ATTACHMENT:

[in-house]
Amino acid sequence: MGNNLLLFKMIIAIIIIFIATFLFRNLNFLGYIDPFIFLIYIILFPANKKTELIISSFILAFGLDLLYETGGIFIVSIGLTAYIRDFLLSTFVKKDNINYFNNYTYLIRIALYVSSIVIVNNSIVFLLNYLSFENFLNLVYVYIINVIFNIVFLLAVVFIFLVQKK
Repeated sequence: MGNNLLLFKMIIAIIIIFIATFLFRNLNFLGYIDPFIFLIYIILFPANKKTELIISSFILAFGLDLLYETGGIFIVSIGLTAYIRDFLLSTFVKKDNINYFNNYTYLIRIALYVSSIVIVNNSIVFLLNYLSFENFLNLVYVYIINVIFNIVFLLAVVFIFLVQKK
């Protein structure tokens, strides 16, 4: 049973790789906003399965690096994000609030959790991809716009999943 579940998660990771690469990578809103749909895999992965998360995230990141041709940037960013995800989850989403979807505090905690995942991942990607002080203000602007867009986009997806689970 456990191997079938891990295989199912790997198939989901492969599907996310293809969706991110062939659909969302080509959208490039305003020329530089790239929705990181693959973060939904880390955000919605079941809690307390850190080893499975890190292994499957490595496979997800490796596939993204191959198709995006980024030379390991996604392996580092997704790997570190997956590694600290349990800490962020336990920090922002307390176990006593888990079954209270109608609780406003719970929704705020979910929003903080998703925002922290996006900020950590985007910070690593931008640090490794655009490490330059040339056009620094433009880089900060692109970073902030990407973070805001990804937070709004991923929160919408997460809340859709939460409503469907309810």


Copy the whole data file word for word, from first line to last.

[in-house]
Amino acid sequence: MGNNLLLFKMIIAIIIIFIATFLFRNLNFLGYIDPFIFLIYIILFPANKKTELIISSFILAFGLDLLYETGGIFIVSIGLTAYIRDFLLSTFVKKDNINYFNNYTYLIRIALYVSSIVIVNNSIVFLLNYLSFENFLNLVYVYIINVIFNIVFLLAVVFIFLVQKK
Repeated sequence: MGNNLLLFKMIIAIIIIFIATFLFRNLNFLGYIDPFIFLIYIILFPANKKTELIISSFILAFGLDLLYETGGIFIVSIGLTAYIRDFLLSTFVKKDNINYFNNYTYLIRIALYVSSIVIVNNSIVFLLNYLSFENFLNLVYVYIINVIFNIVFLLAVVFIFLVQKK
């Protein structure tokens, strides 16, 4: 049973790789906003399965690096994000609030959790991809716009999943 579940998660990771690469990578809103749909895999992965998360995230990141041709940037960013995800989850989403979807505090905690995942991942990607002080203000602007867009986009997806689970 456990191997079938891990295989199912790997198939989901492969599907996310293809969706991110062939659909969302080509959208490039305003020329530089790239929705990181693959973060939904880390955000919605079941809690307390850190080893499975890190292994499957490595496979997800490796596939993204191959198709995006980024030379390991996604392996580092997704790997570190997956590694600290349990800490962020336990920090922002307390176990006593888990079954209270109608609780406003719970929704705020979910929003903080998703925002922290996006900020950590985007910070690593931008640090490794655009490490330059040339056009620094433009880089900060692109970073902030990407973070805001990804937070709004991923929160919408997460809340859709939460409503469907309810």